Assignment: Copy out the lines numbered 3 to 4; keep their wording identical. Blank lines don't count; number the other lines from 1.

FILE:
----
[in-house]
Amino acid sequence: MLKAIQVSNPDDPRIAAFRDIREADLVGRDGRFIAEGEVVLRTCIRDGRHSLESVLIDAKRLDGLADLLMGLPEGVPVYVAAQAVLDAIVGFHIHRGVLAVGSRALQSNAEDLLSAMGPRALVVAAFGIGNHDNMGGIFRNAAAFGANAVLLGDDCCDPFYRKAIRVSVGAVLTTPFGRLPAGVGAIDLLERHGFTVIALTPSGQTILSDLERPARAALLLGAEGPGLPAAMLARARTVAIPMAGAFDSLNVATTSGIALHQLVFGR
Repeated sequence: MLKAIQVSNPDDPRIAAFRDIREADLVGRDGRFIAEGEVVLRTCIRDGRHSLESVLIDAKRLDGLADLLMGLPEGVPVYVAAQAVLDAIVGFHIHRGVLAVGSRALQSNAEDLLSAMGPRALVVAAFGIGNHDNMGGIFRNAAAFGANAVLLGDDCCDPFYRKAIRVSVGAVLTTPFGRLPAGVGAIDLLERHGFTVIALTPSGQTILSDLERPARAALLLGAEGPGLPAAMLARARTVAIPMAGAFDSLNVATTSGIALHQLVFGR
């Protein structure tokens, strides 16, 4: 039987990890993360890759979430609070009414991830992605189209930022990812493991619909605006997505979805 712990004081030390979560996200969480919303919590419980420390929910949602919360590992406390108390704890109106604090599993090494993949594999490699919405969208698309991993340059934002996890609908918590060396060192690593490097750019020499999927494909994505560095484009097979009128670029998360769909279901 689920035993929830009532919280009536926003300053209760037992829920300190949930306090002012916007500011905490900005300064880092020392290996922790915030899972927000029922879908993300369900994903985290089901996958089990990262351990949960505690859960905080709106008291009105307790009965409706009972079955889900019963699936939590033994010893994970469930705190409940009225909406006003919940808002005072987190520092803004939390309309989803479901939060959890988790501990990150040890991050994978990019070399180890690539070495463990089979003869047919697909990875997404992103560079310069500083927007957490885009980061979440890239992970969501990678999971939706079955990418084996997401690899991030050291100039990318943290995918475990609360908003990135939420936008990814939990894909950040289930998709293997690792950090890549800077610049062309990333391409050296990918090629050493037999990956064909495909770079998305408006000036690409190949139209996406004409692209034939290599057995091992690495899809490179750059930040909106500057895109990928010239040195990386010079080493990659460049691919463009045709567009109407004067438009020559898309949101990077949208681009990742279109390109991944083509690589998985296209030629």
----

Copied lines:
Repeated sequence: MLKAIQVSNPDDPRIAAFRDIREADLVGRDGRFIAEGEVVLRTCIRDGRHSLESVLIDAKRLDGLADLLMGLPEGVPVYVAAQAVLDAIVGFHIHRGVLAVGSRALQSNAEDLLSAMGPRALVVAAFGIGNHDNMGGIFRNAAAFGANAVLLGDDCCDPFYRKAIRVSVGAVLTTPFGRLPAGVGAIDLLERHGFTVIALTPSGQTILSDLERPARAALLLGAEGPGLPAAMLARARTVAIPMAGAFDSLNVATTSGIALHQLVFGR
């Protein structure tokens, strides 16, 4: 039987990890993360890759979430609070009414991830992605189209930022990812493991619909605006997505979805 712990004081030390979560996200969480919303919590419980420390929910949602919360590992406390108390704890109106604090599993090494993949594999490699919405969208698309991993340059934002996890609908918590060396060192690593490097750019020499999927494909994505560095484009097979009128670029998360769909279901 689920035993929830009532919280009536926003300053209760037992829920300190949930306090002012916007500011905490900005300064880092020392290996922790915030899972927000029922879908993300369900994903985290089901996958089990990262351990949960505690859960905080709106008291009105307790009965409706009972079955889900019963699936939590033994010893994970469930705190409940009225909406006003919940808002005072987190520092803004939390309309989803479901939060959890988790501990990150040890991050994978990019070399180890690539070495463990089979003869047919697909990875997404992103560079310069500083927007957490885009980061979440890239992970969501990678999971939706079955990418084996997401690899991030050291100039990318943290995918475990609360908003990135939420936008990814939990894909950040289930998709293997690792950090890549800077610049062309990333391409050296990918090629050493037999990956064909495909770079998305408006000036690409190949139209996406004409692209034939290599057995091992690495899809490179750059930040909106500057895109990928010239040195990386010079080493990659460049691919463009045709567009109407004067438009020559898309949101990077949208681009990742279109390109991944083509690589998985296209030629």